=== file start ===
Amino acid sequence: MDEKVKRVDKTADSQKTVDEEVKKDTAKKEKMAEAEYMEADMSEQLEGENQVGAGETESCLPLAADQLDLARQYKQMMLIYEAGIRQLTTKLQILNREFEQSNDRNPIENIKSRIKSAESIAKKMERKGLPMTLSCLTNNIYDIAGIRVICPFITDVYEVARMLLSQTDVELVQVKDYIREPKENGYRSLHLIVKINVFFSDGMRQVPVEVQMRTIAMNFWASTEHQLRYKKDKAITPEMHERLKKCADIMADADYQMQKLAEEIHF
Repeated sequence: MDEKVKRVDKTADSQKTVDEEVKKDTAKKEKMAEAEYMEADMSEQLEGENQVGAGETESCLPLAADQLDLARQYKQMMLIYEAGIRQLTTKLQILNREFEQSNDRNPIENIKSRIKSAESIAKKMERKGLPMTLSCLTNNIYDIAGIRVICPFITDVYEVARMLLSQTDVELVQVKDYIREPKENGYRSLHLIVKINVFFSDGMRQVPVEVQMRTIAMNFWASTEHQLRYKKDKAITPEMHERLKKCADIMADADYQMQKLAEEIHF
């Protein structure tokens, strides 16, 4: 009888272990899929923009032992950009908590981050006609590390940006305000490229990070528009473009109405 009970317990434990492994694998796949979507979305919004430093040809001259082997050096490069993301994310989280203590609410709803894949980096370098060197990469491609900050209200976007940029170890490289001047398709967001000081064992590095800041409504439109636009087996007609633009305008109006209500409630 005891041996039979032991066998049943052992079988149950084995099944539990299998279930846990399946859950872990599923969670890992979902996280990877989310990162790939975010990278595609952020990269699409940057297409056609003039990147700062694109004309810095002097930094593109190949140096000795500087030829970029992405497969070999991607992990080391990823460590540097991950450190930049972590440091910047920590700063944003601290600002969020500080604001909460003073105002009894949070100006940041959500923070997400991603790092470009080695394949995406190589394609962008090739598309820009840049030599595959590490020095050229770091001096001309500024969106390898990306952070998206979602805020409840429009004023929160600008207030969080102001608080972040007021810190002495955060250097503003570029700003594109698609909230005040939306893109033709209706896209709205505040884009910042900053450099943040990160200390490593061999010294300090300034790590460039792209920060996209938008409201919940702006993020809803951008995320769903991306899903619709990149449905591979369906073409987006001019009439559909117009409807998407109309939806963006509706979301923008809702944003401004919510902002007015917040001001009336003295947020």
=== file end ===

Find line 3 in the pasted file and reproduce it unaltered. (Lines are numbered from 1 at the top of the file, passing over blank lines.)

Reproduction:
């Protein structure tokens, strides 16, 4: 009888272990899929923009032992950009908590981050006609590390940006305000490229990070528009473009109405 009970317990434990492994694998796949979507979305919004430093040809001259082997050096490069993301994310989280203590609410709803894949980096370098060197990469491609900050209200976007940029170890490289001047398709967001000081064992590095800041409504439109636009087996007609633009305008109006209500409630 005891041996039979032991066998049943052992079988149950084995099944539990299998279930846990399946859950872990599923969670890992979902996280990877989310990162790939975010990278595609952020990269699409940057297409056609003039990147700062694109004309810095002097930094593109190949140096000795500087030829970029992405497969070999991607992990080391990823460590540097991950450190930049972590440091910047920590700063944003601290600002969020500080604001909460003073105002009894949070100006940041959500923070997400991603790092470009080695394949995406190589394609962008090739598309820009840049030599595959590490020095050229770091001096001309500024969106390898990306952070998206979602805020409840429009004023929160600008207030969080102001608080972040007021810190002495955060250097503003570029700003594109698609909230005040939306893109033709209706896209709205505040884009910042900053450099943040990160200390490593061999010294300090300034790590460039792209920060996209938008409201919940702006993020809803951008995320769903991306899903619709990149449905591979369906073409987006001019009439559909117009409807998407109309939806963006509706979301923008809702944003401004919510902002007015917040001001009336003295947020």